Somehow, in the space of one month, the political Right seems to have gone from #Tories4Corbyn mania to acute Corbynphobia, switching positions in direct proportion to Corbyn’s rise in the opinion polls and his proximity to clinching the Labour leadership election.
The latest to lose his nerve is Allister Heath, who writes very well and sensibly about most things, but seems to have lost both perspective and ambition in his latest piece for the Telegraph.
For in truth, small-C conservatives and believers in small government and individual liberty have very little to fear from Jeremy Corbyn becoming leader of Her Majesty’s Loyal Opposition. But the fact that notes of panic are creeping in – even among stalwarts such as Allister Heath – reveals a deeper malaise within British conservatism, one which needs to be quickly identified and rooted out.
Heath begins well enough:
Britain needs as many pro-capitalist parties as it can get. For a brief period in the mid-1990s, it had at least three: the Tories, a reformed Labour Party under Tony Blair which appeared ready to embrace markets for the first time, and the Liberal Democrats, who at the time were still pretty centrist.
It seemed as if the free-market counter-revolution of the 1970s and 1980s, combined with the collapse of the Soviet Union and Warsaw Pact, had finally killed off socialism. The choice from now on would be between a particular brand of capitalism, with varying degrees of intervention, but nobody would any longer suggest ending the economic system that has created so much wealth for humanity over the past 250 years.
So far, so true. Yes, indeed there was a large degree of consensus from the mid-1990s through the early New Labour era, and yes, this consensus broadly accepted free markets and the fact that people could become filthy rich, so long as they paid their taxes. But there was also a consensus among all parties that the European Union was a great and benevolent institution, and that we should happily cede ever more sovereignty to Brussels in the service of some “common European” good.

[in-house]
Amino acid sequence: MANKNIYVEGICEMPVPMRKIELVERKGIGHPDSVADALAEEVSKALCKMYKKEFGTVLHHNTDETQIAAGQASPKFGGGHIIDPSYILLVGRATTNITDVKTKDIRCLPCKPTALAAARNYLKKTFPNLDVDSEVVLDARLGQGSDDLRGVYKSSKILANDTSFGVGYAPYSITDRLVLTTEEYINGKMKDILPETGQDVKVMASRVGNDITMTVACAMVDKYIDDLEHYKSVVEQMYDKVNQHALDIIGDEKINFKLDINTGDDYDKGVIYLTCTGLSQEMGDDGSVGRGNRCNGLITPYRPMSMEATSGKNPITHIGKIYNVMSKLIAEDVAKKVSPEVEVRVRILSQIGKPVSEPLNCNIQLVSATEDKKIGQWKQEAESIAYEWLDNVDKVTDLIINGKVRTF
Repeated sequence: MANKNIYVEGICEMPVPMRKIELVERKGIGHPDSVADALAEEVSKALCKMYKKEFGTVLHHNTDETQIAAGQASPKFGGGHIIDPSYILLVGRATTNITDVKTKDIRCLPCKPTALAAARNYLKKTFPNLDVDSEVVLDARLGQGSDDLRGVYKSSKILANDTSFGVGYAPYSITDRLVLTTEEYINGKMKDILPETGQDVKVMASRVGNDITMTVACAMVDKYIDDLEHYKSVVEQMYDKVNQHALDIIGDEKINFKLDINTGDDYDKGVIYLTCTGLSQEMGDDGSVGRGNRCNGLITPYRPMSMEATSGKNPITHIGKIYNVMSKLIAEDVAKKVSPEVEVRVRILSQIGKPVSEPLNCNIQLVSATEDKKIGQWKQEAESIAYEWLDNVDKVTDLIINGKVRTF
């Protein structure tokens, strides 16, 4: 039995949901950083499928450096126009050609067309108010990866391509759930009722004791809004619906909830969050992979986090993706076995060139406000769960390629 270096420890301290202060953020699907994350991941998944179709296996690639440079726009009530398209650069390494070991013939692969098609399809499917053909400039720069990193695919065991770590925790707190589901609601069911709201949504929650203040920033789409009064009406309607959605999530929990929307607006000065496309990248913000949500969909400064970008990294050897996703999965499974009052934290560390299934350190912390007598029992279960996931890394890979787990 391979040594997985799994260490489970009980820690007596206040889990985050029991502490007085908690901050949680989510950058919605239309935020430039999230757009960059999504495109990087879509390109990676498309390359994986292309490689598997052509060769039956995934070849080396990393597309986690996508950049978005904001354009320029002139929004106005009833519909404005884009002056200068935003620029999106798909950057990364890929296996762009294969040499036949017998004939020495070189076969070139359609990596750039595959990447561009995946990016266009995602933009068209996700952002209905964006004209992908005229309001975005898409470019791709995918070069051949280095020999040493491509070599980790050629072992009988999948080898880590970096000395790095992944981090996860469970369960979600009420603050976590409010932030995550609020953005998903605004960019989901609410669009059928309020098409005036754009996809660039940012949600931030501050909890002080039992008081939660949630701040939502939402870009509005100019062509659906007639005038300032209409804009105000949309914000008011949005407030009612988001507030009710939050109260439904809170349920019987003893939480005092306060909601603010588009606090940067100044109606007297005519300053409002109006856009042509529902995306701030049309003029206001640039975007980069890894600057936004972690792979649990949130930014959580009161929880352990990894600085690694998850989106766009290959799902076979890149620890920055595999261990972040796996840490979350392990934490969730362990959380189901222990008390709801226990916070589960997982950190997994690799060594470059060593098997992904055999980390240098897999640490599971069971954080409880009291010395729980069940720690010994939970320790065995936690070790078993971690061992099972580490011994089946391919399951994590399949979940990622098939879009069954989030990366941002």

And there was a cross-party consensus that unlimited immigration from the European Union was a good thing, and that anyone who dissented or sought to highlight the problems of mass immigration must be a backwards, little-Englander xenophobe. So the consensus that Allister Heath speaks of so wistfully was in fact not always such a great thing.
In fact, it was during this time when the current political class – the SpAdocracy – really solidified their grip on power. Routes from manual occupations into Labour Party politics via the trade union movement had dried up, and new armies of identikit, PPE-educated special advisers were rewarded for their service to the first generation of New Labour ministers with safe seats of their own to contest. These people valued the acquisition and keeping of power above all, and were willing to follow any focus group and pander to any special interest group in order to secure their votes and their money.